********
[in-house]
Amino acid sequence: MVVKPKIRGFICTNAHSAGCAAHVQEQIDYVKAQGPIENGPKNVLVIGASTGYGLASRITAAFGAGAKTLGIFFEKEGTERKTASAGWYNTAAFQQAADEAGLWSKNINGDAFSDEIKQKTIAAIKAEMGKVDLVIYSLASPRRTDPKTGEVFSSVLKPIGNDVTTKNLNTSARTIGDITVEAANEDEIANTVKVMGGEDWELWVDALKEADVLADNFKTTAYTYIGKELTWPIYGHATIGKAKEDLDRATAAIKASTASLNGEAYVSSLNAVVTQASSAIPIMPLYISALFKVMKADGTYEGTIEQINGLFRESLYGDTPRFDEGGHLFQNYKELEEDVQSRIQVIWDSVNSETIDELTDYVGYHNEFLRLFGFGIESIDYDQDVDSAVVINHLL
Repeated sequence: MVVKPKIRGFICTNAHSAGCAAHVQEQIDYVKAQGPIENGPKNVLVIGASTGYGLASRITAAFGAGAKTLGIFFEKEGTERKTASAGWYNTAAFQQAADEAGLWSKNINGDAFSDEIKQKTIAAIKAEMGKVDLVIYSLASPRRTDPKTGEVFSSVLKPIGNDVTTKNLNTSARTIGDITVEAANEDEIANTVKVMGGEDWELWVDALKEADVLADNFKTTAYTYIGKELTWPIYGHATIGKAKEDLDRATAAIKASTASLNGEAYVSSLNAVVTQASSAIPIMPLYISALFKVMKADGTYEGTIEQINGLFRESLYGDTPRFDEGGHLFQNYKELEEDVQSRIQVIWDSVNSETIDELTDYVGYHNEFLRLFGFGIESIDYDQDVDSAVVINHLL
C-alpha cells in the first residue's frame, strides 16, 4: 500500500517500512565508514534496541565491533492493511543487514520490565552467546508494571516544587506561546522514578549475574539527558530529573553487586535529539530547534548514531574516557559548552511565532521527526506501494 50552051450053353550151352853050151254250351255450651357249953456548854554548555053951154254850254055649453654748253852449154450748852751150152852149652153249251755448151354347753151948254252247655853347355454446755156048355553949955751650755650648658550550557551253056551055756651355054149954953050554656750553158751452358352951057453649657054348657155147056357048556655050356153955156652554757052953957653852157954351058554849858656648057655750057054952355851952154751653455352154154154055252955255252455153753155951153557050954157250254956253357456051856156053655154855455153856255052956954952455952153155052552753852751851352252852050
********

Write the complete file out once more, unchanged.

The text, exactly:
[in-house]
Amino acid sequence: MVVKPKIRGFICTNAHSAGCAAHVQEQIDYVKAQGPIENGPKNVLVIGASTGYGLASRITAAFGAGAKTLGIFFEKEGTERKTASAGWYNTAAFQQAADEAGLWSKNINGDAFSDEIKQKTIAAIKAEMGKVDLVIYSLASPRRTDPKTGEVFSSVLKPIGNDVTTKNLNTSARTIGDITVEAANEDEIANTVKVMGGEDWELWVDALKEADVLADNFKTTAYTYIGKELTWPIYGHATIGKAKEDLDRATAAIKASTASLNGEAYVSSLNAVVTQASSAIPIMPLYISALFKVMKADGTYEGTIEQINGLFRESLYGDTPRFDEGGHLFQNYKELEEDVQSRIQVIWDSVNSETIDELTDYVGYHNEFLRLFGFGIESIDYDQDVDSAVVINHLL
Repeated sequence: MVVKPKIRGFICTNAHSAGCAAHVQEQIDYVKAQGPIENGPKNVLVIGASTGYGLASRITAAFGAGAKTLGIFFEKEGTERKTASAGWYNTAAFQQAADEAGLWSKNINGDAFSDEIKQKTIAAIKAEMGKVDLVIYSLASPRRTDPKTGEVFSSVLKPIGNDVTTKNLNTSARTIGDITVEAANEDEIANTVKVMGGEDWELWVDALKEADVLADNFKTTAYTYIGKELTWPIYGHATIGKAKEDLDRATAAIKASTASLNGEAYVSSLNAVVTQASSAIPIMPLYISALFKVMKADGTYEGTIEQINGLFRESLYGDTPRFDEGGHLFQNYKELEEDVQSRIQVIWDSVNSETIDELTDYVGYHNEFLRLFGFGIESIDYDQDVDSAVVINHLL
C-alpha cells in the first residue's frame, strides 16, 4: 500500500517500512565508514534496541565491533492493511543487514520490565552467546508494571516544587506561546522514578549475574539527558530529573553487586535529539530547534548514531574516557559548552511565532521527526506501494 50552051450053353550151352853050151254250351255450651357249953456548854554548555053951154254850254055649453654748253852449154450748852751150152852149652153249251755448151354347753151948254252247655853347355454446755156048355553949955751650755650648658550550557551253056551055756651355054149954953050554656750553158751452358352951057453649657054348657155147056357048556655050356153955156652554757052953957653852157954351058554849858656648057655750057054952355851952154751653455352154154154055252955255252455153753155951153557050954157250254956253357456051856156053655154855455153856255052956954952455952153155052552753852751851352252852050